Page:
2 See Paweni v Acting Attorney General 1985 (3) SA 720 (ZS); applied in Namibia in many cases; see eg, S v Kuzatjike 1992 NR 70 (HC); Reuter v Namibia Breweries Ltd  NALCMD 20 (8 August 2018].
3 Agnes Kalumbi Kashela v Katima Mulilo Town Council and Others  NASC (16 November 2018).
4 President of Namibia v Anhui Foreign Economic Construction Group Corporation Ltd  NASC (28 March 2017)
5 Agnes Kalumbi Kashela v Katima Mulilo Town Council and Others  NASC (16 November 2018).
6 See Luderitz Town Council v Shipepe 2013 (4) NR 1039 (LC).
7 Ibid at 9.
8 Loc cit.
9 See Erongo Regional Council and Others v Wlotzkasbaken Home Owners Association and Another 2009 (1) NR 252 (SC).
10 Municipality Council of the City of Windhoek v Petrus Gerhardus Swarts Case No. LC 01/2004 (HC) at 11.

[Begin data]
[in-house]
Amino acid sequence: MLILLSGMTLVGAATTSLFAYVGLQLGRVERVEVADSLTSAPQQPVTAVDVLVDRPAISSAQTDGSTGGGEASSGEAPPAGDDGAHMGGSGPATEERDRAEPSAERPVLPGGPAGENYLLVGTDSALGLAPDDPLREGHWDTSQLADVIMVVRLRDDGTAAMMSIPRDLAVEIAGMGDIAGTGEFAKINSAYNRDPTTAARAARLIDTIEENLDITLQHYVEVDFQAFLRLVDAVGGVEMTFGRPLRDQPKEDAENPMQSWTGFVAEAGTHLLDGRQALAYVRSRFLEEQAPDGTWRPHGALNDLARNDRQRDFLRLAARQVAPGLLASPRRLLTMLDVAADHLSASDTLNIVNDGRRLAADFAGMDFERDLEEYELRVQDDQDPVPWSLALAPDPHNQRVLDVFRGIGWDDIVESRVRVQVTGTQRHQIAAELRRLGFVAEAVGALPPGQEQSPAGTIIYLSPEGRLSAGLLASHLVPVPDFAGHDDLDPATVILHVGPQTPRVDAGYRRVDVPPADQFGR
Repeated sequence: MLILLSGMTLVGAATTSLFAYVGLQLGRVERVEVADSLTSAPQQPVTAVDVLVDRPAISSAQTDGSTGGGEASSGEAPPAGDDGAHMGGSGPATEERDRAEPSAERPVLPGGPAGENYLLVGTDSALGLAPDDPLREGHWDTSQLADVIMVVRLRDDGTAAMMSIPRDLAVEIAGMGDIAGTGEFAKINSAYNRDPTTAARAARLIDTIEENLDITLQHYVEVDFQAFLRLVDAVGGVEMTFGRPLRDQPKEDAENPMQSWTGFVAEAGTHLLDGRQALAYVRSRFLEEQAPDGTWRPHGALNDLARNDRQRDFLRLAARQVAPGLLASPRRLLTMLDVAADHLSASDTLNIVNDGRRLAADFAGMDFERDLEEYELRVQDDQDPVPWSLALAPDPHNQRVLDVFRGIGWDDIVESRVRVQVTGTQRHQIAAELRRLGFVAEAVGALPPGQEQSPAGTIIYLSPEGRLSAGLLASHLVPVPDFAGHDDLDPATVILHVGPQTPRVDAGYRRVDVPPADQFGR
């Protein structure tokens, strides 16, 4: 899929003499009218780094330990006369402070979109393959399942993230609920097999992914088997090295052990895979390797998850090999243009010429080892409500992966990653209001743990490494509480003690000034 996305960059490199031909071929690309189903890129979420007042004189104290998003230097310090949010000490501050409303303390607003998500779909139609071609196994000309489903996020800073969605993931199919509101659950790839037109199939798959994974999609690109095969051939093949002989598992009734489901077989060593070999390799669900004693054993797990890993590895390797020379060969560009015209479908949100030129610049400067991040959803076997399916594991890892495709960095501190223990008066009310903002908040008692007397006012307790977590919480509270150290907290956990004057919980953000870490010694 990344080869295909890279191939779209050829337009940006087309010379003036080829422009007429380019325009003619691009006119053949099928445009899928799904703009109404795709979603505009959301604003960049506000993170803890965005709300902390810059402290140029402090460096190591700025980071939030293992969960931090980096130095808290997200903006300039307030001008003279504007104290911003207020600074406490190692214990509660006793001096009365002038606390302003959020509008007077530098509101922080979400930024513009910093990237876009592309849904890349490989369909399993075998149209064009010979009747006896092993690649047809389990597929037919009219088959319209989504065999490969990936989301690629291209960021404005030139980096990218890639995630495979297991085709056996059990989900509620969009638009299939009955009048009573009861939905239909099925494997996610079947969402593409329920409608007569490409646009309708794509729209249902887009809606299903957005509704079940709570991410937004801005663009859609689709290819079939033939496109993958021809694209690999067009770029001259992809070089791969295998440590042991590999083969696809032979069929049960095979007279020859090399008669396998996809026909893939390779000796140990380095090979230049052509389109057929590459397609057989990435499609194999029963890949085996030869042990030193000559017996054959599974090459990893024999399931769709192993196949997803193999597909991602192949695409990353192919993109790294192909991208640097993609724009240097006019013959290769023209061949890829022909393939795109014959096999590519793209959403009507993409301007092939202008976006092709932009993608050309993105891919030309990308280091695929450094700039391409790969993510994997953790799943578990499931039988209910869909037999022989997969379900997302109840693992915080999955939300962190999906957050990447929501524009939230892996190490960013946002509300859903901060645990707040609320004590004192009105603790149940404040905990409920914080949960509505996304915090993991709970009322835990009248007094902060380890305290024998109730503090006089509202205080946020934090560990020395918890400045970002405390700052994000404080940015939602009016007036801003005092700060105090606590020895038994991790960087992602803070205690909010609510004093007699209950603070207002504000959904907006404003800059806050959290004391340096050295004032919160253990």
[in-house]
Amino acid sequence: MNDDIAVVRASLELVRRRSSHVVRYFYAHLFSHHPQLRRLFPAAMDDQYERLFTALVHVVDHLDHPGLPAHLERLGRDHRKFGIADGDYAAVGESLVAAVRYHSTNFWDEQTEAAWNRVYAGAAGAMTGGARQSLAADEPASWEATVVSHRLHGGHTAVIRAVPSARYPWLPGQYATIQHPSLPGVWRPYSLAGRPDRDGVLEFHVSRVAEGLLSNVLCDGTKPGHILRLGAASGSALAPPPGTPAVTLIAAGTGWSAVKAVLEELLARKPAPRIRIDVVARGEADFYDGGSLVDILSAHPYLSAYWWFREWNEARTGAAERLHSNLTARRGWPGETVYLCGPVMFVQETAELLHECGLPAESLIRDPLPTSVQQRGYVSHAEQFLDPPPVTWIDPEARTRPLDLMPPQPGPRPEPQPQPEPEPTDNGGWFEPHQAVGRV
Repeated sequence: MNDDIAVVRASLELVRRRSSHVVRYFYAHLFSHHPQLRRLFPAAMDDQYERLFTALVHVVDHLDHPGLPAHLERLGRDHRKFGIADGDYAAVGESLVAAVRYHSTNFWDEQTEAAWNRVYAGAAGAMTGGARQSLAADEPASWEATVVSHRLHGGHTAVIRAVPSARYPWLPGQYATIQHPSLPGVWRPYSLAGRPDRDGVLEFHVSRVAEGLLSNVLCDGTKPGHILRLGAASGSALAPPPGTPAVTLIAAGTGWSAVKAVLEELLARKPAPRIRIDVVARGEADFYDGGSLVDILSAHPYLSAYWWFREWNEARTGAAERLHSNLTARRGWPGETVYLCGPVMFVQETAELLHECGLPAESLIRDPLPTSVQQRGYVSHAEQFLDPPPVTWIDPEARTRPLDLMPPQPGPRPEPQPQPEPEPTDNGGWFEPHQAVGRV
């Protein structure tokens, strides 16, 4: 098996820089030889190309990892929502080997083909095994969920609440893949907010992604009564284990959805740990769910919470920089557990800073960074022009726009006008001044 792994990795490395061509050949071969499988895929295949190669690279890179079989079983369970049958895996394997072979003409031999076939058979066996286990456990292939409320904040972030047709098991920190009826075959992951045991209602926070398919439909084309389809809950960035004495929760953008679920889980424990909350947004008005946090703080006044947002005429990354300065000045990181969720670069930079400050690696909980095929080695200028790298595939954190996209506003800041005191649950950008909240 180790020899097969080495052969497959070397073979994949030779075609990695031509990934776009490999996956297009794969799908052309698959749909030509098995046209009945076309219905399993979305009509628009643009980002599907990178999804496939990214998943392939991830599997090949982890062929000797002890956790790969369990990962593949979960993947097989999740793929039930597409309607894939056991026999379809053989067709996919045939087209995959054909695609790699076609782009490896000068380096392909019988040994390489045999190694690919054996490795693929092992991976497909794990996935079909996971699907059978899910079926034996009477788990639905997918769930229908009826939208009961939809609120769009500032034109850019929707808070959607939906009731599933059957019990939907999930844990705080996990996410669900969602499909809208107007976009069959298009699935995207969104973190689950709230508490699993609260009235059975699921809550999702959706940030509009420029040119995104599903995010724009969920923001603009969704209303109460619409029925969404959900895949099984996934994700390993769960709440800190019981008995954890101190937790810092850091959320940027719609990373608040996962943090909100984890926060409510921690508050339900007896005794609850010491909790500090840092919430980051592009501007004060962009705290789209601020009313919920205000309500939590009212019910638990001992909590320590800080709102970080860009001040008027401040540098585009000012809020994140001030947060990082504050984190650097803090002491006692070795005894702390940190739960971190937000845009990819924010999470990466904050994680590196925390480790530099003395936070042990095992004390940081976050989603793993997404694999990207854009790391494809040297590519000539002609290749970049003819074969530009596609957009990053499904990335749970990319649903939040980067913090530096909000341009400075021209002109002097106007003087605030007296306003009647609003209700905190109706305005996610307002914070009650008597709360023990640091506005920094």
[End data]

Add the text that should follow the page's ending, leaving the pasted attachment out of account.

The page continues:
11 President of Namibia v Anhui Foreign Economic Construction Group Corporation Ltd  NASC (28 March 2017) para 49; and the case there relied on.
12 Minister of Health and Social Services v Lisse 2006 (2) NR 739 (SC) at 771F.
13 Council of Civil Service Unions v Minister for the Civil Service  3 ALLER 935 (HL) per Lord Fraser at 943J-944A, applied by O’Linn AJA in Lisse footnote 4 at 771G-H.
14 See Minister of Health and Social Services v Lisse footnote 4 at 771F.
15 See paras 11-13 above.
16 See Council of Service Unions footnote 11.
17 Paweni v Acting Attorney General footnote 2.
18 S v Gey van Pittius and Another 1990 NR 35.
19 See Paweni footnotes 2 and 15.